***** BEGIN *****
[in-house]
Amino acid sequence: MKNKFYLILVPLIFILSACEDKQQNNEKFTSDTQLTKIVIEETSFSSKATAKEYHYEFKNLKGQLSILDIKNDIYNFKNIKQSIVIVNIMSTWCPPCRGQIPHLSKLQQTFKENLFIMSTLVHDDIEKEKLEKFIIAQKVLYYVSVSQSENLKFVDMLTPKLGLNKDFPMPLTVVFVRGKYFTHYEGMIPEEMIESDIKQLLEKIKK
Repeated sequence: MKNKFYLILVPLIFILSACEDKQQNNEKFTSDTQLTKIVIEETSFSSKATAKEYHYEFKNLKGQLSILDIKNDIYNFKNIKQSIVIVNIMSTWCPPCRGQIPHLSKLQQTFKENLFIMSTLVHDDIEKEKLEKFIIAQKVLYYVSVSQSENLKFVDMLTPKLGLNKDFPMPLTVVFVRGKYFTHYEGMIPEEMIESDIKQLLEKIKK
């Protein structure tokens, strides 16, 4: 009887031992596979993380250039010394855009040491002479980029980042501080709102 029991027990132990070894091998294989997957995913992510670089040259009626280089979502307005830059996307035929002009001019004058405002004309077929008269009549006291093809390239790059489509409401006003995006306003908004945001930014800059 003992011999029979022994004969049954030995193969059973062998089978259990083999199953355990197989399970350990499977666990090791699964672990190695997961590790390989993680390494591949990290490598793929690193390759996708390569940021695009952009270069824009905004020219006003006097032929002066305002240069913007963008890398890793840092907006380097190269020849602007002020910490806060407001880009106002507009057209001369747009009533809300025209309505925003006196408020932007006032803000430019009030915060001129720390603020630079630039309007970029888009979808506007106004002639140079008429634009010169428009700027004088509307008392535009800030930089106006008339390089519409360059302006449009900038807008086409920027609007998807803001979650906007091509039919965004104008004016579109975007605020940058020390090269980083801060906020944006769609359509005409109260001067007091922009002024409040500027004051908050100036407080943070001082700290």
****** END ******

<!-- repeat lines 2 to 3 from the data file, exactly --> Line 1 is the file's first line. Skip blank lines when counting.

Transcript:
Amino acid sequence: MKNKFYLILVPLIFILSACEDKQQNNEKFTSDTQLTKIVIEETSFSSKATAKEYHYEFKNLKGQLSILDIKNDIYNFKNIKQSIVIVNIMSTWCPPCRGQIPHLSKLQQTFKENLFIMSTLVHDDIEKEKLEKFIIAQKVLYYVSVSQSENLKFVDMLTPKLGLNKDFPMPLTVVFVRGKYFTHYEGMIPEEMIESDIKQLLEKIKK
Repeated sequence: MKNKFYLILVPLIFILSACEDKQQNNEKFTSDTQLTKIVIEETSFSSKATAKEYHYEFKNLKGQLSILDIKNDIYNFKNIKQSIVIVNIMSTWCPPCRGQIPHLSKLQQTFKENLFIMSTLVHDDIEKEKLEKFIIAQKVLYYVSVSQSENLKFVDMLTPKLGLNKDFPMPLTVVFVRGKYFTHYEGMIPEEMIESDIKQLLEKIKK